India 2001: The Mayapuris were teenagers fresh out of international boarding school where they trained in kirtan, a musical art form that has existed for thousands of years. They wanted the sound of their thunderous mridanga drums to shake the globe. Naming their group after the holy village of Mayapur, where the kirtan movement started, The Mayapuris traveled the world enthusing crowds with their dynamic drum dances and kirtan performances. In the summer of 2009, Mantralogy, a division of Equal Vision Records, signed The Mayapuris and placed them in the studio with kirtan producer Gaura Vani (As Kindred Spirits, Prema Hara, Ramya). Their debut albumMridanga (June 22, 2010/Mantralogy) brings a youthful and hip new energy to kirtan.

“Rhythm is a universal language,” explains the Mayapuri drummer, Bali, “It transcends all external barriers. Everything. Race, religion, tongue, creed, culture. It’s the heartbeat of the universe.” The Mayapuris are unique in that they all originally were drummers before they became kirtan multi-instrumentalists. Their music is driven by rhythm. It’s the language they speak best.

The Mayapuris are travelers, kirtan gypsies, the breed of performers who stop keeping count of how many countries they’ve performed in. They hit six continents in 2009, and that was before they had a CD to call their own. After their first album drops, who knows? “There is a small village in India, about an hour outside of Mayapur that holds this prophecy. It’s about two hundred years old,” the lead singer Vish explains, “It says that the thunder of the mridanga drum will resonate throughout the entire world. We want to be a part of that.”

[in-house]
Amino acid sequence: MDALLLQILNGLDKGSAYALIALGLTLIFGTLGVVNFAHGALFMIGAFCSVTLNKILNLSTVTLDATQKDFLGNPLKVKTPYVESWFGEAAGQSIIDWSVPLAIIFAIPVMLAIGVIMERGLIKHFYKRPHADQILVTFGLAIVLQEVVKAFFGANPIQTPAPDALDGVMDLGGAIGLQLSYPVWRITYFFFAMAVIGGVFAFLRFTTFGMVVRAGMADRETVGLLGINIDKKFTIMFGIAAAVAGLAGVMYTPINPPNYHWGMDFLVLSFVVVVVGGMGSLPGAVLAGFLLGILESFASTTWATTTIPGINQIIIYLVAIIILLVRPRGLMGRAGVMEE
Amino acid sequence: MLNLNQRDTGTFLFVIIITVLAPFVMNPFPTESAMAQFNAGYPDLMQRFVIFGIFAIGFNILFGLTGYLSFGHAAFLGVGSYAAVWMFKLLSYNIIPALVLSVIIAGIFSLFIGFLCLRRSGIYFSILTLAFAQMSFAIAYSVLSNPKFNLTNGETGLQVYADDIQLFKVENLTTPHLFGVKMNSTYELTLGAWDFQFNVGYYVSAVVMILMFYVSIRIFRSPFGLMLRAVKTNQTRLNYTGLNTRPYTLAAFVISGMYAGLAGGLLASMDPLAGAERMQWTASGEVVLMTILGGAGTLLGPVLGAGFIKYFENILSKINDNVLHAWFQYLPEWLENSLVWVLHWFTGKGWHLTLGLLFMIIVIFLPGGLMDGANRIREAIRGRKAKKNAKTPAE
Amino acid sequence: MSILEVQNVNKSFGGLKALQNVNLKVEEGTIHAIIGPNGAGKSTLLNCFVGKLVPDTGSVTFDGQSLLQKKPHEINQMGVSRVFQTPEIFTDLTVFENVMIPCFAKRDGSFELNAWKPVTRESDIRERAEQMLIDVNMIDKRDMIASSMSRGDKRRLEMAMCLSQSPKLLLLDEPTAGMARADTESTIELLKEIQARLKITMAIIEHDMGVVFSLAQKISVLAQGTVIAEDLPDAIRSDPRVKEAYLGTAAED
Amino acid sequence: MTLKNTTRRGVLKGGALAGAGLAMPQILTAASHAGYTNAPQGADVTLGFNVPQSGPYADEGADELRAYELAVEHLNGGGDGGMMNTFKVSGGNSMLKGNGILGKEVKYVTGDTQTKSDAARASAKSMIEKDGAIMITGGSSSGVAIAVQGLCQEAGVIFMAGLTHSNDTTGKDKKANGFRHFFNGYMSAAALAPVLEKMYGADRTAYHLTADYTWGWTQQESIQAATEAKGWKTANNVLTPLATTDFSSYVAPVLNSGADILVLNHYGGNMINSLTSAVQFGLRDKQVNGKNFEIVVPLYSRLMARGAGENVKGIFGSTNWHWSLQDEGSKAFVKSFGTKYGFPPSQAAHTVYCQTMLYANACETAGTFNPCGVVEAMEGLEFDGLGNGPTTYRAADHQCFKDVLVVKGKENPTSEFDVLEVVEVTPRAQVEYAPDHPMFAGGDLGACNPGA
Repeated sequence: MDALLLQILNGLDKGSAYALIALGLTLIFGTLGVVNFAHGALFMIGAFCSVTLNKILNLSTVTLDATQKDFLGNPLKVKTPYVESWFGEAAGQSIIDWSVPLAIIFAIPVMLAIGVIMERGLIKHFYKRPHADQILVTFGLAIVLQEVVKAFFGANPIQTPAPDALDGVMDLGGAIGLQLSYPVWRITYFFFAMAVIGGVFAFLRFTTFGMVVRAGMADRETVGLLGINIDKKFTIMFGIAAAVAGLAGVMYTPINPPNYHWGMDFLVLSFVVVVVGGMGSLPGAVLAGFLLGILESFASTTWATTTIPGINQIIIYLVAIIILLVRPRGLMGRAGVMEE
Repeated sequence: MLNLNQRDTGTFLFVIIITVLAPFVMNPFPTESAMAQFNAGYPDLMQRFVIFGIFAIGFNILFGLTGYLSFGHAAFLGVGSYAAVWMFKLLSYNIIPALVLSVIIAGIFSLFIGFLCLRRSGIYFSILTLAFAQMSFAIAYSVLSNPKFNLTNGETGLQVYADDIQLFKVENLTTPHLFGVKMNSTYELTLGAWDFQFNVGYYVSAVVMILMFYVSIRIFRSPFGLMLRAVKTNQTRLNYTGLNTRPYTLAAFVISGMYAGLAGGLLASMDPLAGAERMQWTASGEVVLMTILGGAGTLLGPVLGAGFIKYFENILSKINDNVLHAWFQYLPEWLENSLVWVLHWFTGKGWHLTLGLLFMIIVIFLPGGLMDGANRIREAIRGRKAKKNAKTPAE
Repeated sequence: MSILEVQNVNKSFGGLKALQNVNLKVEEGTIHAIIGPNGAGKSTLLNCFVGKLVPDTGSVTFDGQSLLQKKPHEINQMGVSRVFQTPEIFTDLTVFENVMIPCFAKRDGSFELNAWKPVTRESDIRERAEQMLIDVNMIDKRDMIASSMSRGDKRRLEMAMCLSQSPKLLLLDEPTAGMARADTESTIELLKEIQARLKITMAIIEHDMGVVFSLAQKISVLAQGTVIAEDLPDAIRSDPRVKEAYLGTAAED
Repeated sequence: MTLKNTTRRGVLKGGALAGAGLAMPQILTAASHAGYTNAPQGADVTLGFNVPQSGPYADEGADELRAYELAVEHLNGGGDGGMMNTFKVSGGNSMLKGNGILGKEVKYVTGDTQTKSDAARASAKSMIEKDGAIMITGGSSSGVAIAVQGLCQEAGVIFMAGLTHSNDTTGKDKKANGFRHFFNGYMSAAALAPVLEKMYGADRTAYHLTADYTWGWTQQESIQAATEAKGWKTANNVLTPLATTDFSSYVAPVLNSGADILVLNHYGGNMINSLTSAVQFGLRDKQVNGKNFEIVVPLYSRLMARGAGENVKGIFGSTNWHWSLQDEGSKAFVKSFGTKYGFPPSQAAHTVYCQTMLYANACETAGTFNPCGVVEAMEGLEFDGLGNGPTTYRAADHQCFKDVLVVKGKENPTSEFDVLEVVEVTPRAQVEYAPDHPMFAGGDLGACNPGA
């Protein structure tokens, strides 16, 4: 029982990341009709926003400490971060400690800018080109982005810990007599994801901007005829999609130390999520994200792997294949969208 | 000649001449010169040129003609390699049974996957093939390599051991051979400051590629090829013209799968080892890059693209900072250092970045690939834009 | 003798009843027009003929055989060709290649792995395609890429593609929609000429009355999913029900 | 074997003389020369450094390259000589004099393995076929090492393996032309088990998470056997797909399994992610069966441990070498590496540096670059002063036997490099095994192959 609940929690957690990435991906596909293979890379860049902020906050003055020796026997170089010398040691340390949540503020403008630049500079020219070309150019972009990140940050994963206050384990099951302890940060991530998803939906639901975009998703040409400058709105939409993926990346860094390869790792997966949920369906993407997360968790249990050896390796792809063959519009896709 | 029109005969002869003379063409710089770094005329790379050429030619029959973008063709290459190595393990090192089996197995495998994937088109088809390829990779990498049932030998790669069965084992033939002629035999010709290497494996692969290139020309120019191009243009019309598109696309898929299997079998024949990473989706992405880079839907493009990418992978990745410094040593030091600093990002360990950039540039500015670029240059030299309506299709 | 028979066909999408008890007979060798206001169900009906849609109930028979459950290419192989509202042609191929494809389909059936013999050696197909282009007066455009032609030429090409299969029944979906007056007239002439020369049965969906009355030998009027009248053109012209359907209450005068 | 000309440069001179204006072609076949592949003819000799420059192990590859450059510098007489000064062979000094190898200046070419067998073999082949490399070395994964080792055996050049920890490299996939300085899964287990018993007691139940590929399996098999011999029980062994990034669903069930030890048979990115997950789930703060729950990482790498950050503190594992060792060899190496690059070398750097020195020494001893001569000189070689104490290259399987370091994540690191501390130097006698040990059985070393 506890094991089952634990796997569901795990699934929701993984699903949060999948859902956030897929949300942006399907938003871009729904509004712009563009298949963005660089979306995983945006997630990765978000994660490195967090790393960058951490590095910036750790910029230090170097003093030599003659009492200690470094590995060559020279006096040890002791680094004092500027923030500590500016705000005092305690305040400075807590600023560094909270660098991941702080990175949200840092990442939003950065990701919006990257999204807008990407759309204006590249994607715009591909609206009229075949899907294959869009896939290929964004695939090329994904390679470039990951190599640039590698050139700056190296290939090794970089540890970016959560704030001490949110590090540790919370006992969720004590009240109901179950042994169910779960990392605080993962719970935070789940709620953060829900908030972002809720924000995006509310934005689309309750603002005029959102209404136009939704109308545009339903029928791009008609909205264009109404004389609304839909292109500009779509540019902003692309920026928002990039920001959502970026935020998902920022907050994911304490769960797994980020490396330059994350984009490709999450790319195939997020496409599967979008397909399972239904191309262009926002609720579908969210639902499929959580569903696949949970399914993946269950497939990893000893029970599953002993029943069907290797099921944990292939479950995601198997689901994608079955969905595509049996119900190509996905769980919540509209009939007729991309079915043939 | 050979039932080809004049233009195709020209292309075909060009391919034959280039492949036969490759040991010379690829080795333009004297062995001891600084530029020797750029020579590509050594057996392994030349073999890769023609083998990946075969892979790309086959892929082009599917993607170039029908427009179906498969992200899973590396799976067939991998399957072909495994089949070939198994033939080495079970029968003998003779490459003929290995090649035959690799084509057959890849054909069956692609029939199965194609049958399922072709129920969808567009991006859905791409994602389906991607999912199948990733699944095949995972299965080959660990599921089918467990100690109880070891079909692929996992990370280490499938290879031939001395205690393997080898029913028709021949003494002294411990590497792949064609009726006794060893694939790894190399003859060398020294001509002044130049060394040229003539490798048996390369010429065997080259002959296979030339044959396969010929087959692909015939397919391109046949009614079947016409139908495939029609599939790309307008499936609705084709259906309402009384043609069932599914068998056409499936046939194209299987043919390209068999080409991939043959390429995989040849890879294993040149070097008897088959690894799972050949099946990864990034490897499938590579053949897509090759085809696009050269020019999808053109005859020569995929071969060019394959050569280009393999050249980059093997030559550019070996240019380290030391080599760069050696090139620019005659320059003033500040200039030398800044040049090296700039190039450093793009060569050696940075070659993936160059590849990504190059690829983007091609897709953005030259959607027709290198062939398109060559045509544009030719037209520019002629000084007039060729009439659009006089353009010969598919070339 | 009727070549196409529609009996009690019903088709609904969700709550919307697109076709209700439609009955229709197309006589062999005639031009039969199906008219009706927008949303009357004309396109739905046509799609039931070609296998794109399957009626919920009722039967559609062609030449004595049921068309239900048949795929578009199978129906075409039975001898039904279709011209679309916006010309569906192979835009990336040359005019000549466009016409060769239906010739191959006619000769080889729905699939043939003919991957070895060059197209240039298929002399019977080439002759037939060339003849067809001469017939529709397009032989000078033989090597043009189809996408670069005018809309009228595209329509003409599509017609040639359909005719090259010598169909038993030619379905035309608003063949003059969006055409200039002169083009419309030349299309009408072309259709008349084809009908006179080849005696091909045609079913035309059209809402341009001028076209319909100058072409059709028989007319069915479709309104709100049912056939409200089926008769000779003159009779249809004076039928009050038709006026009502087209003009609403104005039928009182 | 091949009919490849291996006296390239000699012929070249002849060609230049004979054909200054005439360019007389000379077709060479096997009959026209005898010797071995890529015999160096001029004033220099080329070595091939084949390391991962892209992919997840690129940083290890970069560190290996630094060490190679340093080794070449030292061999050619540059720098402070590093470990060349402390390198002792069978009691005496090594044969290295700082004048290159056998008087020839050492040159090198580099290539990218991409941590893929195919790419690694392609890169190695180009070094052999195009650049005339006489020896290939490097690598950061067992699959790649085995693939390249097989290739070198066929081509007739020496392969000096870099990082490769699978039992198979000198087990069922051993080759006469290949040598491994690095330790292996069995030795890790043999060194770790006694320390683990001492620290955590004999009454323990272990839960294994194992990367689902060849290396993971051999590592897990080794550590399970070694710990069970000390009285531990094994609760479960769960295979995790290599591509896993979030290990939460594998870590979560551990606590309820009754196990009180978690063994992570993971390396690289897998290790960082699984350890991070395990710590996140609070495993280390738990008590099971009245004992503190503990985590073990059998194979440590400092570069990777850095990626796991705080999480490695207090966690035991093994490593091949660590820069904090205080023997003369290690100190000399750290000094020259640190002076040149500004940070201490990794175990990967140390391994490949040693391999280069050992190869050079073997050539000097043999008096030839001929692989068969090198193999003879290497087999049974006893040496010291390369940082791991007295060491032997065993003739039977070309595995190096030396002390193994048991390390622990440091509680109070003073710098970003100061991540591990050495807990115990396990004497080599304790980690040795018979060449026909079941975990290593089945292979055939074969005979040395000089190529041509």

The Mayapuris named their album after their shared love, the mridanga, and it is the heartbeat of their sound. Joined to its rhythm is the stirring musicianship that evolved after years of training, classical instrumentation mixed with the spontaneity of fiery vocals, a place where funk meets math and melody to produce beautiful music. Gaura Vani, accomplished producer and recording artist, captured their unique and powerful sound in the studio. “We couldn’t have had a better person to work with, “Kish, the group’s flute player says, “We’ve been doing music with Gaura since we were teens. He knows us, he gets us. He has a great ear and his arrangements are deep and tasteful. Gaura is the kind of producer who really brings the best out of the people he works with.”

This is not saying that the production was an easy job. The Mayapuris come from a musical background that is as varied as it is unexpected. Vish was in a Boston hardcore punk band after returning from India. When Kish isn’t studying classical Hindustani flute he’s grooving to reggae. Bali was the front man and lyricist for a hip hop group while immersing himself in South Indian Carnatic drumming. And Vrinda cites Michael Jackson as one of the greatest musical/dance influences in her life (this coming from someone who studied in the ‘Ivy League’ of South Indian classical dance). Together they invoke the influence of an international community of musical spirit: Nusrat Fateh Ali Khan meets a 21st century group of musical upstarts.

“The great thing about world music is its accessibility.” Vrinda says, “It doesn’t matter where you come from, what language you speak, your cultural background. This kind of music speaks to everyone. Our goal was to make an album that reaches into that common bond the citizens of earth all share, a love for beautiful sound.”

“Our music is the hybrid offspring of our upbringing,” Bali adds, “Mridanga grooves, it builds, it’s an ancient tradition with a fresh spirit.” This is more than a kirtan album, it’s a life story broken up into chapters. It represents the Mayapuris; who they are and what kind of sound they embody. “Our music is infused with emotion, with passion, love, playfulness. We’ve grown up with it. We live it,” says Kish, “The band, the album, the shows…they are an offering. We love making music. We love being Mayapuris.